Freedom 55 Financial

  www.freedom55financial.com
  www.freedom55financial.com

Freedom 55 Financial Reviews

Updated October 2, 2014
Updated October 2, 2014
36 Reviews
3.4
36 Reviews
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  1.  

    A difficult way to make really good money

    • Comp & Benefits
    • Work/Life Balance
    • Senior Management
    • Culture & Values
    • Career Opportunities
    Current Employee - Financial Security Advisor
    Current Employee - Financial Security Advisor

    I have been working at Freedom 55 Financial full-time (more than 3 years)

    Pros

    The training is impeccable, and the diminishing training salary was very helpful - only self-employed finance company in Canada that offers such a great introductory package.
    The tools for success are there, you get benefits, and lots of ongoing support.
    Training is usually very well done
    Management is often high quality
    Opportunity to educate your peers on financial independence - an extremely valuable and satisfying service
    Pay can be absolutely incredible

    Cons

    So far, this position is extremely difficult - but it really depends on who you are, who you can do business with, and what your personal drive is.
    Disorganization in head office has led to several delays in pay for me, and unnecessary fires to put out that cost time, money, and focus.

    Advice to ManagementAdvice

    Tighten up procedures at head office

    Recommends
    Positive Outlook
  2. 1 person found this helpful  

    Tough job with potential to make good money. Just don't work at the wrong office!

    • Comp & Benefits
    • Work/Life Balance
    • Senior Management
    • Culture & Values
    • Career Opportunities
    Former Employee - Financial Security Advisor in Barrie, ON (Canada)
    Former Employee - Financial Security Advisor in Barrie, ON (Canada)

    I worked at Freedom 55 Financial full-time (less than an year)

    Pros

    Potential to make big money, can work from home in many cases, flexibility in schedule and choice of what you want to sell and who you want to target to sell to.

    Cons

    Working in the Georgian Bay office was the biggest con in my time with the company. The management needs an overhaul as there is a really poor culture and little support for new advisors. Some of the directors and the ROM were awesome, but in some cases what went on was beyond surprising. There was a feeling that some of the directors/RD preferred to talk about new advisors without them there rather than supporting them and discussing issues with them. The job is a difficult but rewarding one, and it would be a lot easier to be successful if the fees weren't so astronomical and if there wasn't so much animosity and "office politics" going on within the building.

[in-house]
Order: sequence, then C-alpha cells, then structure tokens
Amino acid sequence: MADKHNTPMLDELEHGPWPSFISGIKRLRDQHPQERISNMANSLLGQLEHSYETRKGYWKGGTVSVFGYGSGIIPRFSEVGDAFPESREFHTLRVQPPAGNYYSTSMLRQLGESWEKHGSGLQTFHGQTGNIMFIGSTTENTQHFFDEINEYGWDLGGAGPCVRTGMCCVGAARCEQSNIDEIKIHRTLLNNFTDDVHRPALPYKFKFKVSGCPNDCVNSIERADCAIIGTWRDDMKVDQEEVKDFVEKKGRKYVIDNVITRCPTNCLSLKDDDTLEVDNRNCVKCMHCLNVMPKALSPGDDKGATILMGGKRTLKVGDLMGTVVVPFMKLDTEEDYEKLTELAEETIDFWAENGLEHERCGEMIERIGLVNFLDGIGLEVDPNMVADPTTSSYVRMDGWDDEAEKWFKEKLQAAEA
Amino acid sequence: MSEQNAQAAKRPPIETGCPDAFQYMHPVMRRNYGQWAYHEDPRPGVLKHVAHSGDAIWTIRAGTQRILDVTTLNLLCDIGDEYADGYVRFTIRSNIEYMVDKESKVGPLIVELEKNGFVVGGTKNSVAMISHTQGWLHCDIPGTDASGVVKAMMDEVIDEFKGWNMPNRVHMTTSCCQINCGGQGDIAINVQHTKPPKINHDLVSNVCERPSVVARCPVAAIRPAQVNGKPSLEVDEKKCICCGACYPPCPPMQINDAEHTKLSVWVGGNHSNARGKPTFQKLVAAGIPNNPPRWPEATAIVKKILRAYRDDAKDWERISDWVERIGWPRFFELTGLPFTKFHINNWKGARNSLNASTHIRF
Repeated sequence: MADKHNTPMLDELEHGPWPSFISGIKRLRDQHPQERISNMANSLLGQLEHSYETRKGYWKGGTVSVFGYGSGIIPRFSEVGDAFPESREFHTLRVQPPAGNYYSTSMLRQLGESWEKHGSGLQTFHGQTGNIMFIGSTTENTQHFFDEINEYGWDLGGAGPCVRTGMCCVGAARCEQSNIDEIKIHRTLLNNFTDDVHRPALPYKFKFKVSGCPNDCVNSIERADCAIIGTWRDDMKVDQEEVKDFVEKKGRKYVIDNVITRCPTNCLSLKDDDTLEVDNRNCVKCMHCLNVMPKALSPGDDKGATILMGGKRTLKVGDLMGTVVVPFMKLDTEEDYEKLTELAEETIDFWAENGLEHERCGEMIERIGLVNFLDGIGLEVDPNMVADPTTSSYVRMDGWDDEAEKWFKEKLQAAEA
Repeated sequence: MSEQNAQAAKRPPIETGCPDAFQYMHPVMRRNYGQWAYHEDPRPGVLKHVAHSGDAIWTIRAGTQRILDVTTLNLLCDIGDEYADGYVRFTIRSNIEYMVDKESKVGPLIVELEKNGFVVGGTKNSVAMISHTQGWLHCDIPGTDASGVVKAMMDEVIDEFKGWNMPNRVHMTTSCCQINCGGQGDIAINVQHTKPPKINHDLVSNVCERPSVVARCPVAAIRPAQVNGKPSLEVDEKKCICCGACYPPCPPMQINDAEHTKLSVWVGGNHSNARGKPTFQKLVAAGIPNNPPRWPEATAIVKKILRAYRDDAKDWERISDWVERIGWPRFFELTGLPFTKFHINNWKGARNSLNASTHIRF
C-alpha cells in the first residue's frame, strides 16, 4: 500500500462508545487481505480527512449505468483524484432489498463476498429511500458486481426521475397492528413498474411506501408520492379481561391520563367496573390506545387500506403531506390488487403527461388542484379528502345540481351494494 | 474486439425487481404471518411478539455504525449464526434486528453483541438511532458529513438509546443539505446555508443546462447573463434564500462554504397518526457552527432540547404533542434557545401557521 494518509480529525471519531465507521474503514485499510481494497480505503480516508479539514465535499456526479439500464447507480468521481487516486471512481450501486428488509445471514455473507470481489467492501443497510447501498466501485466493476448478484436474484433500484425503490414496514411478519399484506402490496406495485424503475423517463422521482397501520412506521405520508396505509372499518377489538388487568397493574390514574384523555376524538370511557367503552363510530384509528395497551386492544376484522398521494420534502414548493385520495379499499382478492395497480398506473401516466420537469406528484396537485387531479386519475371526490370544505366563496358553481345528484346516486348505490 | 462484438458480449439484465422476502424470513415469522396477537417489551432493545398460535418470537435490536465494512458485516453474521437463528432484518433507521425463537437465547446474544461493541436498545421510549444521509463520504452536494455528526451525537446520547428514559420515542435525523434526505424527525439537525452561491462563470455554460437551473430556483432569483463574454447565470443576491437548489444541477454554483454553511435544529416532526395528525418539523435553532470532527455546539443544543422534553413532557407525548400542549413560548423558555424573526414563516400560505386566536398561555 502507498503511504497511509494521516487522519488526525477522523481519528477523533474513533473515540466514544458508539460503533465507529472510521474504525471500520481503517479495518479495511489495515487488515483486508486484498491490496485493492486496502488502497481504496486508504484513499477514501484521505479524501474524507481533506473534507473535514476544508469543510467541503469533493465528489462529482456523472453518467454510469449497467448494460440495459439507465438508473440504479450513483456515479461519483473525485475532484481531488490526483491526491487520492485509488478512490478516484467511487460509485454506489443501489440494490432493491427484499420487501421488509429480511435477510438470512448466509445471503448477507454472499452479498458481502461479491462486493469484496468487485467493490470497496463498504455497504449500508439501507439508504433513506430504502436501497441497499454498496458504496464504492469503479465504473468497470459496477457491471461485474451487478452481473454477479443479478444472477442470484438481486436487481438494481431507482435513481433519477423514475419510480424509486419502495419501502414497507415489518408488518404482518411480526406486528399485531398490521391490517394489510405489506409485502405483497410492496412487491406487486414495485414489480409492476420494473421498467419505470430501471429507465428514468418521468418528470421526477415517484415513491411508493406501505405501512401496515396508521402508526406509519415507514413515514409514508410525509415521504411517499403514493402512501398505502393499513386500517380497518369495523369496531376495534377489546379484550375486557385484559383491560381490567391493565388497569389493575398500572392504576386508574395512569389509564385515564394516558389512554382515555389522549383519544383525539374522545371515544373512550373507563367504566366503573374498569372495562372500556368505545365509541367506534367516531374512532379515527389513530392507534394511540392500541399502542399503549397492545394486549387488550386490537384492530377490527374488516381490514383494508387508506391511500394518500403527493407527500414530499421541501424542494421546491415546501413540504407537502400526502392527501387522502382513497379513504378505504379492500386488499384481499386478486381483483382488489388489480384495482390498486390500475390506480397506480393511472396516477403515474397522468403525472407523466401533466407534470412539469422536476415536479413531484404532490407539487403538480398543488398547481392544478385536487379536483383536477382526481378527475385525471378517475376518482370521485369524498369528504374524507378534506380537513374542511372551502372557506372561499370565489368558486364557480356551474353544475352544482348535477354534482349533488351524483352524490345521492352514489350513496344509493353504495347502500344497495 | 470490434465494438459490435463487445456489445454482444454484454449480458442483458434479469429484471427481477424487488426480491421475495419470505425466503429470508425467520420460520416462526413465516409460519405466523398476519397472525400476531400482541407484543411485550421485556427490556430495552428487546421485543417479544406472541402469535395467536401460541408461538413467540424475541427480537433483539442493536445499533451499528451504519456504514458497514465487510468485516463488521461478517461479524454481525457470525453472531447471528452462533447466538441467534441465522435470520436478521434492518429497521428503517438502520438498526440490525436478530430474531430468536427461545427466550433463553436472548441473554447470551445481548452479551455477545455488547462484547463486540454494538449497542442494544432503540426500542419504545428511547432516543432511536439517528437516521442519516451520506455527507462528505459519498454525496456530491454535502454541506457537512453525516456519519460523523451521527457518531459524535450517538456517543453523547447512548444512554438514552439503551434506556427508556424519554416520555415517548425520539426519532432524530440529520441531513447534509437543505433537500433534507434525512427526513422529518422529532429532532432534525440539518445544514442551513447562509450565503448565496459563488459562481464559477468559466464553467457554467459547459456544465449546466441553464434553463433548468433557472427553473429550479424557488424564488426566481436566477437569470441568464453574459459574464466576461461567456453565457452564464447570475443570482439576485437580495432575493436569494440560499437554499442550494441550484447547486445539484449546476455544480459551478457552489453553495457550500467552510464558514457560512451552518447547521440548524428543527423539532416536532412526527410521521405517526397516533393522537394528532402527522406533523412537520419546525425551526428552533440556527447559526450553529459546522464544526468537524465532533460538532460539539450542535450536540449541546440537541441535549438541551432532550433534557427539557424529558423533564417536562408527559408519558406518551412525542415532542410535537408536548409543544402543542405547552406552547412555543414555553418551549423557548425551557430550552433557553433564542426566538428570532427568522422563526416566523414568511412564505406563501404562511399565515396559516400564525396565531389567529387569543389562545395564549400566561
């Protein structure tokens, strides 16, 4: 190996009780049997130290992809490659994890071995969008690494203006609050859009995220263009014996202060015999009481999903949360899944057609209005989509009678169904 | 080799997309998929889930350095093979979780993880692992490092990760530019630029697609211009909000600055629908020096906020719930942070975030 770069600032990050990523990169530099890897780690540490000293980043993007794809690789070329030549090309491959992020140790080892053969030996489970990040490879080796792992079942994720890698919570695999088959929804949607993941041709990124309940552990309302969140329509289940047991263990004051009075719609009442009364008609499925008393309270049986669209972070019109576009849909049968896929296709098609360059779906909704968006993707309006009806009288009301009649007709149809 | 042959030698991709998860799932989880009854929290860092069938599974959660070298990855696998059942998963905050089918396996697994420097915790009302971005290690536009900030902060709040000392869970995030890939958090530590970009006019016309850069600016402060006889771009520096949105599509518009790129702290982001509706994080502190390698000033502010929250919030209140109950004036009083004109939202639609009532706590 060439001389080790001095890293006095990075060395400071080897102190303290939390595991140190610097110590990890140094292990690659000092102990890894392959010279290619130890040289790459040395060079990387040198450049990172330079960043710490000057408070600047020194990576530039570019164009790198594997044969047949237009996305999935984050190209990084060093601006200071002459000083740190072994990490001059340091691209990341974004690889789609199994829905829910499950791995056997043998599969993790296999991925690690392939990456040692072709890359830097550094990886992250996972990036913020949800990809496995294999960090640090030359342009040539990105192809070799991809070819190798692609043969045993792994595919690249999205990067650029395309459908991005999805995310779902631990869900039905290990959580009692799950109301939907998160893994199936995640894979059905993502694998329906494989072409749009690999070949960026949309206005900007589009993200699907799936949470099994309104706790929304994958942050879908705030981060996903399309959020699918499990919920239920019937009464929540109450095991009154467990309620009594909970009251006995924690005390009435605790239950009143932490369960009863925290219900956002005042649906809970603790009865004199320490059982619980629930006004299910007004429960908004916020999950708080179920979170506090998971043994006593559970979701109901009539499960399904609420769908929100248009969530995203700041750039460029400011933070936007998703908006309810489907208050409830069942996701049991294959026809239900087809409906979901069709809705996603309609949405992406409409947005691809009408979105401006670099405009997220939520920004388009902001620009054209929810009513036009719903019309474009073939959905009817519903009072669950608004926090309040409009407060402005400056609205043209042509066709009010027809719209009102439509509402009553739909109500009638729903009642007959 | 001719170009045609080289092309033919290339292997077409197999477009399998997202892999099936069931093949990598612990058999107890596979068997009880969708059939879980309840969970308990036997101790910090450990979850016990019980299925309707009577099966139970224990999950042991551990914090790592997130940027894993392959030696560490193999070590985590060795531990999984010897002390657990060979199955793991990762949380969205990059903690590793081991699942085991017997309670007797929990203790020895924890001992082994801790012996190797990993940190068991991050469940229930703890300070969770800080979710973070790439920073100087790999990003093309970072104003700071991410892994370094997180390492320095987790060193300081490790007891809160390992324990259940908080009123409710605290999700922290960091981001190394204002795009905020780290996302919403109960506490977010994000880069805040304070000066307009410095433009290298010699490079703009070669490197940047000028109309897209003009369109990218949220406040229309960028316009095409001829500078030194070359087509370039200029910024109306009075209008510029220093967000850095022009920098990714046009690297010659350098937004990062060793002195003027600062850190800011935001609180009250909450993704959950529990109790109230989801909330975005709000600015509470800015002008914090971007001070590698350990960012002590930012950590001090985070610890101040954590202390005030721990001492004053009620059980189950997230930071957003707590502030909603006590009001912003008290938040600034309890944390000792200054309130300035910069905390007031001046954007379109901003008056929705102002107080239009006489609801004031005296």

Advice to ManagementAdvice

    Other than the ROM and the few genuinely great directors, management either needs to go through some kind of training overhaul or just an overhaul in general.

    Doesn't Recommend
    Neutral Outlook
  3. 1 person found this helpful  

    Good and bad.... one of the better companies in the financial services industry, but not easy

    • Comp & Benefits
    • Work/Life Balance
    • Senior Management
    • Culture & Values
    • Career Opportunities
    Current Employee - Sales Agent in Edmonton, AB (Canada)
    Current Employee - Sales Agent in Edmonton, AB (Canada)

    I have been working at Freedom 55 Financial full-time (more than 3 years)

    Pros

    They do provide training, however you may need to re train yourself in the field a bit. If you have a good director (manager) it could be a good experience, if not it could be hell. Excellent support for the laptops agents lease, head office can answer many questions for agents if you need an answer quick. You need to go find clients - this is a positive if you have a large circle of folks just waiting to do business with you, or if you are REALLY comfortable with cold-calling. If not read the cons part of this review. You are not pressured to sell any specific product, but you must sell in order to stay. Insurance products are a very good shelf of products.

    Cons